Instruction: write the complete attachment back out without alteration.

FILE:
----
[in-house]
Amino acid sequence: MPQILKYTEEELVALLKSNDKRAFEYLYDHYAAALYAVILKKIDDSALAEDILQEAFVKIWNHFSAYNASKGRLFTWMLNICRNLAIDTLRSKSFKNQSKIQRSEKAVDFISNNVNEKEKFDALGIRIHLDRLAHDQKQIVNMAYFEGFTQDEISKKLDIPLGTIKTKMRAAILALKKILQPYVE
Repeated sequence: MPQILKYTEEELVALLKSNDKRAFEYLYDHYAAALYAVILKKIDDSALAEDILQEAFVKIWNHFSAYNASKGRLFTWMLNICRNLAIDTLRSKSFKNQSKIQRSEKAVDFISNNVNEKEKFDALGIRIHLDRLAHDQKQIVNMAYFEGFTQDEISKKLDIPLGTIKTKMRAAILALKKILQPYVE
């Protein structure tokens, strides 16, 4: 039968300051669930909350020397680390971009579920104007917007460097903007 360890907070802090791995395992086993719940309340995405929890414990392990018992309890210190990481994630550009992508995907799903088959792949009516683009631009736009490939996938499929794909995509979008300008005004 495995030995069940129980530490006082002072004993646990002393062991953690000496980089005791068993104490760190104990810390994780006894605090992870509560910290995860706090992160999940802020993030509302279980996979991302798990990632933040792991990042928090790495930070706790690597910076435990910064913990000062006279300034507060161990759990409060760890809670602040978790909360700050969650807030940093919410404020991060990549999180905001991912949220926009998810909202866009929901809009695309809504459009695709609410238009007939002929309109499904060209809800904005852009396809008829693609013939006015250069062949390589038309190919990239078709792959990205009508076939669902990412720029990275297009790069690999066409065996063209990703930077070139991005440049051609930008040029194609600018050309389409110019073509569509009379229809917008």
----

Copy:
[in-house]
Amino acid sequence: MPQILKYTEEELVALLKSNDKRAFEYLYDHYAAALYAVILKKIDDSALAEDILQEAFVKIWNHFSAYNASKGRLFTWMLNICRNLAIDTLRSKSFKNQSKIQRSEKAVDFISNNVNEKEKFDALGIRIHLDRLAHDQKQIVNMAYFEGFTQDEISKKLDIPLGTIKTKMRAAILALKKILQPYVE
Repeated sequence: MPQILKYTEEELVALLKSNDKRAFEYLYDHYAAALYAVILKKIDDSALAEDILQEAFVKIWNHFSAYNASKGRLFTWMLNICRNLAIDTLRSKSFKNQSKIQRSEKAVDFISNNVNEKEKFDALGIRIHLDRLAHDQKQIVNMAYFEGFTQDEISKKLDIPLGTIKTKMRAAILALKKILQPYVE
């Protein structure tokens, strides 16, 4: 039968300051669930909350020397680390971009579920104007917007460097903007 360890907070802090791995395992086993719940309340995405929890414990392990018992309890210190990481994630550009992508995907799903088959792949009516683009631009736009490939996938499929794909995509979008300008005004 495995030995069940129980530490006082002072004993646990002393062991953690000496980089005791068993104490760190104990810390994780006894605090992870509560910290995860706090992160999940802020993030509302279980996979991302798990990632933040792991990042928090790495930070706790690597910076435990910064913990000062006279300034507060161990759990409060760890809670602040978790909360700050969650807030940093919410404020991060990549999180905001991912949220926009998810909202866009929901809009695309809504459009695709609410238009007939002929309109499904060209809800904005852009396809008829693609013939006015250069062949390589038309190919990239078709792959990205009508076939669902990412720029990275297009790069690999066409065996063209990703930077070139991005440049051609930008040029194609600018050309389409110019073509569509009379229809917008």